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School Psychology

Doctor of Psychology (PsyD) in School Psychology

Program Overview

MSPP offers a doctoral degree (PsyD) in school psychology that prepares practitioners to assume leadership roles in the field, with an emphasis on the delivery of mental health services in schools as well as development of advanced level practice skills. The initial (MA/CAGS) level of the program provides students with solid foundation of content knowledge, practice skills, and professional behaviors. The PsyD level of the program is designed to enable practicing school psychologists to pursue more advanced and specialized training while working as a school psychologist.

Program information resources including the School Psychology PsyD Program Handbook, Institutional Policies and Procedures Manual (IPPM), Doctoral Project Manual, and Information for Applicants are available to current and prospective students through links on the right hand column of this page. A brief overview of the mission and purpose of the School PsyD Program and a description of applicant eligibility follow below.

Mission and Purpose

The values and programmatic focus of MSPP are reflected in the school's mission statement:

"MSPP strives to be a preeminent school of psychology that integrates rigorous academic instruction with extensive field education and close attention to professional development. We assume an ongoing social responsibility to create programs to educate specialists of many disciplines to meet the evolving mental health needs of society."

Consistent with this mission and focus, the School Psychology PsyD Program has been developed (1) to serve the public need for highly skilled school psychologists and child mental health professionals, and (2) to make doctoral level training in school psychology more accessible and feasible to capable and committed trainees. While the curriculum has a considerable emphasis on development of clinical skills, the role and expertise of a doctoral level school psychologist is distinct from that of a clinical psychologist. Applicants should understand that the MSPP School Psychology PsyD Program prepares graduates to apply advanced expertise and clinical skills in the implementation of school psychological services. This is reflected in the program's philosophy and goals.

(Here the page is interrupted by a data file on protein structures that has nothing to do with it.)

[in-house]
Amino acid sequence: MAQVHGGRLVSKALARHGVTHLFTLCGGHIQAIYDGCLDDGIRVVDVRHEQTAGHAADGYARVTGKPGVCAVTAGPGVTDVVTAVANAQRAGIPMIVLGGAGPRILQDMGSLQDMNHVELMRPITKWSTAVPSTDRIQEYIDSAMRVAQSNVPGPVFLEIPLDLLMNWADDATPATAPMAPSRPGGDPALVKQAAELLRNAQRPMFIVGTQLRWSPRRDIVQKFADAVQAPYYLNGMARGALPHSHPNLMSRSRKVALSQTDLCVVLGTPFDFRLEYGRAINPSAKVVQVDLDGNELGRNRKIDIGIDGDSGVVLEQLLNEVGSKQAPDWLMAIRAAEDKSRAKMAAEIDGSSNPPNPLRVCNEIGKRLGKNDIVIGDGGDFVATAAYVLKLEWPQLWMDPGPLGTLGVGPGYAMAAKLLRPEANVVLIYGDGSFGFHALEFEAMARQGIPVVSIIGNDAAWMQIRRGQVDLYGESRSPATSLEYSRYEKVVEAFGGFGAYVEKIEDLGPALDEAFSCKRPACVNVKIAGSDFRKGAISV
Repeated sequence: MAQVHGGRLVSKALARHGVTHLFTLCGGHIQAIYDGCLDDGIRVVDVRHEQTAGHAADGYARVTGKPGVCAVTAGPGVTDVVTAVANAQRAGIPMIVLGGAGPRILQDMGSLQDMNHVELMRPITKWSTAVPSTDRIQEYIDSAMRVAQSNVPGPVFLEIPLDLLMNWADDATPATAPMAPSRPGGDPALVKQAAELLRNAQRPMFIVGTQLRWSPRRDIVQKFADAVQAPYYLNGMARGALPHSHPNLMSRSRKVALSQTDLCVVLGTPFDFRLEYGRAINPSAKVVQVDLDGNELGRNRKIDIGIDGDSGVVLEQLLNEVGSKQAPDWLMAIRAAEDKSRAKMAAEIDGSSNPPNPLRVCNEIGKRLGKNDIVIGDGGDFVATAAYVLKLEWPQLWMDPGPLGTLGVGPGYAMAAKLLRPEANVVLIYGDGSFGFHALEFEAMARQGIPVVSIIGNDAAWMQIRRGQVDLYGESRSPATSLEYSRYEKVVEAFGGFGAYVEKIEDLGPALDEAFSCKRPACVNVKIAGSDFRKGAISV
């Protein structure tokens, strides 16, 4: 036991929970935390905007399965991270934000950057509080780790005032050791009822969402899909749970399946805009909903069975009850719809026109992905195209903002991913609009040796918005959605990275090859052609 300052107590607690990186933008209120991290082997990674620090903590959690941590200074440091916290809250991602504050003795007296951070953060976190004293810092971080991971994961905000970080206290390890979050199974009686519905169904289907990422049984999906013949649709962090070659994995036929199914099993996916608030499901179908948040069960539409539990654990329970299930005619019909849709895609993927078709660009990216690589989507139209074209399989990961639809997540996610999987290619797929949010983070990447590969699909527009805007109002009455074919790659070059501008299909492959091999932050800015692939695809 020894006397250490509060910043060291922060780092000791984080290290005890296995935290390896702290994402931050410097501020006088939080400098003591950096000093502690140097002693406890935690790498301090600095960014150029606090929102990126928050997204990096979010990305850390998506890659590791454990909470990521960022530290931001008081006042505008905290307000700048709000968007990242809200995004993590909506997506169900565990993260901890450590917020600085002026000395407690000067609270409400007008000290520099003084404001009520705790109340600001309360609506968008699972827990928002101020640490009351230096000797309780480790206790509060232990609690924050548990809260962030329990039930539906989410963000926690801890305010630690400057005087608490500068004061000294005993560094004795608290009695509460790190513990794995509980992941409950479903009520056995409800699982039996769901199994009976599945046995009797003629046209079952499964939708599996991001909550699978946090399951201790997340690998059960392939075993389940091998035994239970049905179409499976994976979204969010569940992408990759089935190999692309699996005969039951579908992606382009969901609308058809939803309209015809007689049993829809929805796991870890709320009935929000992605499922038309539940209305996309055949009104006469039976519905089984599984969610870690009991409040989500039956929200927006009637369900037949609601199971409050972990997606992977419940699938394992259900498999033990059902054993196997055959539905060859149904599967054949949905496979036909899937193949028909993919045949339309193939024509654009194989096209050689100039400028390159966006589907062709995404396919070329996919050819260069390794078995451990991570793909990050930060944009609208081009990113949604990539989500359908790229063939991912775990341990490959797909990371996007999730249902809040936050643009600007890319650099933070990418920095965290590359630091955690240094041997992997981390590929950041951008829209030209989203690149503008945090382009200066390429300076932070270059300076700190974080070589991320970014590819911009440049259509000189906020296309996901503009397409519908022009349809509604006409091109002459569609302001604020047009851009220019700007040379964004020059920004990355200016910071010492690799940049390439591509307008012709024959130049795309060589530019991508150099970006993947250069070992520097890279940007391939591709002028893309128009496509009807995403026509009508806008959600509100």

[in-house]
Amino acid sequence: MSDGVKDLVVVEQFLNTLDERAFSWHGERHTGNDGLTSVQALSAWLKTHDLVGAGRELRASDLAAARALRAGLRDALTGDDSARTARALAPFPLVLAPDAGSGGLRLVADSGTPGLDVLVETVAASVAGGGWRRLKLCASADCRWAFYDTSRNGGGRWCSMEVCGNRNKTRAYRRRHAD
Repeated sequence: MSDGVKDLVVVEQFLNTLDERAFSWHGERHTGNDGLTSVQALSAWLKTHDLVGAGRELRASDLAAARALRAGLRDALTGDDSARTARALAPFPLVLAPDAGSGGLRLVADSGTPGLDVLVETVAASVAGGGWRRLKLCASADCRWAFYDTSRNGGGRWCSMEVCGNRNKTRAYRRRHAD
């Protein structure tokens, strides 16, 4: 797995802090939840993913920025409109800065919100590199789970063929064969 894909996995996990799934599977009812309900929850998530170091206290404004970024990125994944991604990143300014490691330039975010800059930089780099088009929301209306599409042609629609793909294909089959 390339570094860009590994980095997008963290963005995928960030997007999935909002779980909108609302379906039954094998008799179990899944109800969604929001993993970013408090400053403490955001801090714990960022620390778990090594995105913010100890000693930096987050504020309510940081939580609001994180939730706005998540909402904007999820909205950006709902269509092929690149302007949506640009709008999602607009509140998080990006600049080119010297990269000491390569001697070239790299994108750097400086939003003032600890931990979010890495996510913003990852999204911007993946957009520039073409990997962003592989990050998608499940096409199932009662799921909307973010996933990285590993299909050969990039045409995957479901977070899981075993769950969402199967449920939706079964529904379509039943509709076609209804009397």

Who Should Apply

Individuals in any of the following three categories are encouraged to apply:

  1. The applicant holds a Bachelor's degree in psychology, education, or a closely related field; and has a strong record of academic performance and relevant work. Applicants in this category would seek admission as an M.A./CAGS/PsyD student.
  2. If offered admission to the M.A./CAGS program but not the PsyD program, a matriculated student in good standing can apply to the PsyD in School Psychology program after transitioning from the MA to the CAGS level of the program in the fall of Year 2.
  3. The applicant holds a specialist level (e.g., Certificate of Advanced Graduate Study, or CAGS) degree in school psychology and seeks admission to the PsyD program as an advanced standing student. The candidate completes an individualized program that consists of all coursework and other requirements for the MSPP MA/CAGS/PsyD program not credited upon matriculation. While the program is compatible with full-time work as a school psychologist, this makes for a complicated schedule and a challenging workload. Students in the program are encouraged to consider a reduced work schedule (e.g., 3 or 4 days per week).

An individual who earns the CAGS degree in school psychology from MSPP will qualify for licensure as a school psychologist in Massachusetts and in other states in the United States.

The PsyD degree affords the graduate additional value as it (1) provides more advanced training, (2) offers the opportunity to develop areas of specialized expertise, (3) increases the capacity to supervise other professionals, (4) expands opportunities to teach in higher education and conduct research, and (5) may qualify an individual to practice independently as a psychologist.

Updated 1/30/15

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